On Francisco Miranda Avenue, video footage shows hundreds of opposition supporters attacking a Supreme Court (TSJ) facility with Molotovs and other blunt objects taken from a nearby construction site, causing significant damage to the building’s exterior. 

The incident evoked parallels with 2014’s guarimba protests that saw right-wing militants block roads as well as attack government supporters and public buildings.

Nine people have been arrested and indicted in connection with the violence, including two adolescents. 

Anti-government demonstrators attack TSJ office in Chacao. (Horacio Siciliano)

Opposition leaders took to social media to condemn the attack as an act of “aggression”.

“We cannot endorse or accompany the aggression against the TSJ office in Chacao. This type of action only strengthens the dictatorship,” declared National Assembly Vice-President and Popular Will party leader Freddy Guevara via Twitter.

According to teleSUR correspondent Madelein Garcia, Saturday’s protests also saw opposition supporters reviving other 2014 guarimba tactics, including drenching roads in oil to provoke motorcycle accidents and stringing cables along thoroughfares to decapitate motorcyclists. Six people lost their lives in 2014 due to these tactics.

A camera crew for the state television network VTV likewise reported being assaulted and mugged by protesters while covering the opposition march. In a video taken at the demonstration, a crowd of opposition supporters can be seen descending on VTV journalist Carlos Sanchez and cameraman Johny Verdu, attacking both men and attempting to steal the camera. Sanchez was robbed of his wallet and two mobile phones, while Verdu’s camera was reportedly damaged.

In total, Venezuela’s Public Prosecutor’s office has confirmed that it will be indicting fourteen people for offences allegedly committed during the day’s protests.

Tense standoff

Saturday is the latest in over a week of anti-government demonstrations convened by the MUD to demand “respect for the National Assembly, humanitarian aid, freeing of political prisoners, and elections”.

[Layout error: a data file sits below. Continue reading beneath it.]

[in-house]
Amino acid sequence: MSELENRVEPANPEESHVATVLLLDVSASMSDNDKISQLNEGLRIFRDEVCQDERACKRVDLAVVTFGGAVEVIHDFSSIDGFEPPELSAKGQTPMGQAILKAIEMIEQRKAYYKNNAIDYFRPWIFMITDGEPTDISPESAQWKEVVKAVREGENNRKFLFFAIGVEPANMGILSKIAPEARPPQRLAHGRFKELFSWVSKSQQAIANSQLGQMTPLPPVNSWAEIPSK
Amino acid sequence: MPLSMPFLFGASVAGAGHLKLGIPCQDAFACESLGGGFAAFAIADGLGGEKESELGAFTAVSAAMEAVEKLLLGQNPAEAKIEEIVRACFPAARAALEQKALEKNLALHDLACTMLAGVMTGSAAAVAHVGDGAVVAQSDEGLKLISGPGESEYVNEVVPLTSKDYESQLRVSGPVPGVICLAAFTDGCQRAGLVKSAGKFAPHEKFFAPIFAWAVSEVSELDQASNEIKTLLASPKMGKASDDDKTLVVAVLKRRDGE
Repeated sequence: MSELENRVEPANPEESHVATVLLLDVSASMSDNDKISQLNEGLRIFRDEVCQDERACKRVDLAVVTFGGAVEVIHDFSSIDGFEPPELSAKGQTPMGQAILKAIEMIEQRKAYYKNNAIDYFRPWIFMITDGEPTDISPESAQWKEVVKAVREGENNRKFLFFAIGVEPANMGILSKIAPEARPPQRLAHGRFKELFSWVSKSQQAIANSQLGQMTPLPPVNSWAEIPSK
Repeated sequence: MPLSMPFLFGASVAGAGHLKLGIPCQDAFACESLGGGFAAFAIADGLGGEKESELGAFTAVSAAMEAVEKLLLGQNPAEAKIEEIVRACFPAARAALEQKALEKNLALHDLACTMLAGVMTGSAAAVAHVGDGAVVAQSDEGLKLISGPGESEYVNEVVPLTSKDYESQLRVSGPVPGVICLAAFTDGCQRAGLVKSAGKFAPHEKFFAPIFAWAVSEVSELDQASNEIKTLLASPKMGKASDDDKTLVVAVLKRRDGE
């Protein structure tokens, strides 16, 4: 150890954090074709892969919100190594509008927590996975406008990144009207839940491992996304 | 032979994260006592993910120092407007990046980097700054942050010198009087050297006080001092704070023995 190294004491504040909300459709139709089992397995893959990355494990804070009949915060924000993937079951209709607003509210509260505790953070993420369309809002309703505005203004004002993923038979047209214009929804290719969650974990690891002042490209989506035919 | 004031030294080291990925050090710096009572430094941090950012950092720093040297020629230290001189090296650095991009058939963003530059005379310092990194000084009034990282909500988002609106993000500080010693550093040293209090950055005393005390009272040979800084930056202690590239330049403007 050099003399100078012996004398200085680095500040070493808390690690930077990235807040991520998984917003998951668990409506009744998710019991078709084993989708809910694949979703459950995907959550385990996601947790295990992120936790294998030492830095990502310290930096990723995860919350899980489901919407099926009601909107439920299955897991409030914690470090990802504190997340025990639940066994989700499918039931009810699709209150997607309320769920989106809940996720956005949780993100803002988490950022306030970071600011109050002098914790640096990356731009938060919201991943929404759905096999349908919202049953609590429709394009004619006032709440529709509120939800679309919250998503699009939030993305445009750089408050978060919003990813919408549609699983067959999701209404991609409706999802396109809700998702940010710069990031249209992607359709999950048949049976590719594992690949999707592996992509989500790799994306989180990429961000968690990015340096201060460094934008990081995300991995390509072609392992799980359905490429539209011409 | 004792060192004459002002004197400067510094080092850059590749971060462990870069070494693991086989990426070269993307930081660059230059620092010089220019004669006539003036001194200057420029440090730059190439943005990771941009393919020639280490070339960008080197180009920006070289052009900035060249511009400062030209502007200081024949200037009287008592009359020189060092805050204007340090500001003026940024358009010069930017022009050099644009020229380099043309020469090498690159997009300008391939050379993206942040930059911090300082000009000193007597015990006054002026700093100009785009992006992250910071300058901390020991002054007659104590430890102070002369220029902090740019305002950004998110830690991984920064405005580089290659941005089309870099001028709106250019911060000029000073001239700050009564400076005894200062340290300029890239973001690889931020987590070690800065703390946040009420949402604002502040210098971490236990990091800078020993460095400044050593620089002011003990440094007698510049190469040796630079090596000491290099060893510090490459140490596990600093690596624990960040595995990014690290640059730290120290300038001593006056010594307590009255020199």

Over the last week, opposition supporters have repeatedly clashed with state security forces attempting to prevent confrontations between pro and anti-government marches in central Caracas. 

The demonstrations have likewise included widespread acts of violence, including Thursday’s ransacking of the Gustavo Herrera public elementary school in Chacao and the use of hundreds of its desks and chairs in makeshift barricades. 

Protesters damage sections of the Francisco Fajardo Highway on Thursday. (AP)

This recent wave of protest comes amid a tense institutional standoff that has seen the opposition-held parliament attempt to remove the justices of the Supreme Court over a pair of controversial March 29 rulings that temporarily authorized the judiciary to assume certain legislative functions in light of the National Assembly’s contempt of court. 

The rulings were subsequently reversed on April 1, and the national ombudsman – who heads the Moral Republican Council tasked with overseeing the other branches of government – declared Thursday that the TSJ justices had committed no fault that would merit their dismissal. 

Nonetheless, anti-government mobilizations have continued with more protests planned for Monday and Wednesday of this week.

Opposition spokespeople have indicated that the demonstrations will continue until the government fulfills all of their demands, including bringing forward presidential elections constitutionally fixed for 2018.